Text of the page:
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Should I feel ashamed for filing for bankruptcy?

On Behalf of | Jul 14, 2019 | Firm News |

You may have been putting off speaking to someone about filing for bankruptcy, despite dealing with extremely high financial stress. If so, you are like many other Tennessee residents who are being held back by a pervasive stigma of personal bankruptcy. It may put some of your worries to rest learning that this stigma is largely unnecessary. When a business files for bankruptcy, people see it as a way for the company to restructure its debts and come up with a more effective business plan. Why should it not be the same for individuals?

Fox Business explains that the stigma against personal bankruptcy is encouraged by some credit counseling services, financial advisors and banks that warn people filing for bankruptcy should be a last resort and that it can permanently destroy your chances of getting lines of credit again. These claims are simply not true. In fact, the Federal Reserve Bank of New York states that after a personal bankruptcy, people tend to have access to better lines of credit than those who continue to struggle under their debt.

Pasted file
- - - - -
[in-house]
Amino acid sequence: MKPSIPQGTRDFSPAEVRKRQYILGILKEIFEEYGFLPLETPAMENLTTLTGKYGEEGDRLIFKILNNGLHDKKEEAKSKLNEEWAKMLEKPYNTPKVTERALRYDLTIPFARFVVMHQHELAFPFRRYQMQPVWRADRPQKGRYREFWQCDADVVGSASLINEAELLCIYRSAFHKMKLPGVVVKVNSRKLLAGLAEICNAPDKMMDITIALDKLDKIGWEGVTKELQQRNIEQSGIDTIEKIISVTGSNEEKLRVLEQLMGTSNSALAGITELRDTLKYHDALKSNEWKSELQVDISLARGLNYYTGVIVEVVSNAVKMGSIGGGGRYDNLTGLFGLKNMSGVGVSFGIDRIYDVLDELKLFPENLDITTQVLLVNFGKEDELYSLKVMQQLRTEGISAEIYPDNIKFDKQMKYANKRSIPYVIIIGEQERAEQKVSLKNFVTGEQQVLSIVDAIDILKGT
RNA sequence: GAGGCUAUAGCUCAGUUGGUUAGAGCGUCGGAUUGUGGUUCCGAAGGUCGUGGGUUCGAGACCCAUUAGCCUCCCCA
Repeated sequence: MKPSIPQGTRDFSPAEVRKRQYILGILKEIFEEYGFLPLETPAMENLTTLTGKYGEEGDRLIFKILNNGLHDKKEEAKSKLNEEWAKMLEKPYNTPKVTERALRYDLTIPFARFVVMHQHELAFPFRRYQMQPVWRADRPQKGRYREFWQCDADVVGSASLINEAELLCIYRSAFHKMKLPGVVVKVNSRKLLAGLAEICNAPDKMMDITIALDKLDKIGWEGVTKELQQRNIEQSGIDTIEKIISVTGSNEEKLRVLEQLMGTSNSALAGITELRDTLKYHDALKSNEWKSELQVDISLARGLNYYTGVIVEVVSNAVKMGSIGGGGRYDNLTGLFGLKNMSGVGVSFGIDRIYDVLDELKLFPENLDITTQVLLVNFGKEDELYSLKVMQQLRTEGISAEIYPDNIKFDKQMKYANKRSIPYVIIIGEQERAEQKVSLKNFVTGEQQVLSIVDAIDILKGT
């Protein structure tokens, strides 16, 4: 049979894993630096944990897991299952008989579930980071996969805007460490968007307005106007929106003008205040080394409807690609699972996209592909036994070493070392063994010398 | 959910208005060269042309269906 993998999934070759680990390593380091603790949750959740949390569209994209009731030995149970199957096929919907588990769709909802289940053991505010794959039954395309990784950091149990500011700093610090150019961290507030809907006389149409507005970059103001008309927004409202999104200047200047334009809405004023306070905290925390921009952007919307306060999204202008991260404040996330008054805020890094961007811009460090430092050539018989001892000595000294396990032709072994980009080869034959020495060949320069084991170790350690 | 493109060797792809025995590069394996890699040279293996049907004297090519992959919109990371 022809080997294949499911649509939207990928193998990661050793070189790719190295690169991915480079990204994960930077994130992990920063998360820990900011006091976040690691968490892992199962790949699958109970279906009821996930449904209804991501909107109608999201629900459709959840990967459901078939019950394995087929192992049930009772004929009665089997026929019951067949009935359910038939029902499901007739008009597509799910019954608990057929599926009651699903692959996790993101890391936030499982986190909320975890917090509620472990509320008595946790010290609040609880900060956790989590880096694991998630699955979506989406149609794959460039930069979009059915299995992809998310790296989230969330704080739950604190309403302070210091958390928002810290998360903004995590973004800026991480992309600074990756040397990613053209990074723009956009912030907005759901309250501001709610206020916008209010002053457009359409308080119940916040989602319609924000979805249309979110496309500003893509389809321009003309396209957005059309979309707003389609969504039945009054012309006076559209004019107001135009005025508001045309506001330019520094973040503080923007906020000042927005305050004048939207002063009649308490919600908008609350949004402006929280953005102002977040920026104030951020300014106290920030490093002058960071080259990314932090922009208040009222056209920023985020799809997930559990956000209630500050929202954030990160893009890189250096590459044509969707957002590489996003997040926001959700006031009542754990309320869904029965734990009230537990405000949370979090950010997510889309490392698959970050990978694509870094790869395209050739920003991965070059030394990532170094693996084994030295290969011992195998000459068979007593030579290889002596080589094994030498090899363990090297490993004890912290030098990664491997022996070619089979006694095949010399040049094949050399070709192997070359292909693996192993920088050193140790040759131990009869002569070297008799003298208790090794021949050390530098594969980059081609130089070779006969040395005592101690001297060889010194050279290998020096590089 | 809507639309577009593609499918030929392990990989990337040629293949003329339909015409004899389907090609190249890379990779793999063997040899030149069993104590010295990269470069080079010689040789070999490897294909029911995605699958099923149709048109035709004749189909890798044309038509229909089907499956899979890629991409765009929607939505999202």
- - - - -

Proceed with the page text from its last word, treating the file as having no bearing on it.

Your friends, family and associates may mean well if they tell you not to file for bankruptcy, but this is a choice you should ultimately make for yourself. You should rest assured that you have nothing to be ashamed of for taking this route, as it can help you get back on your feet sooner and put you on the path to repairing your credit. The information in this post should not replace the advice of a lawyer.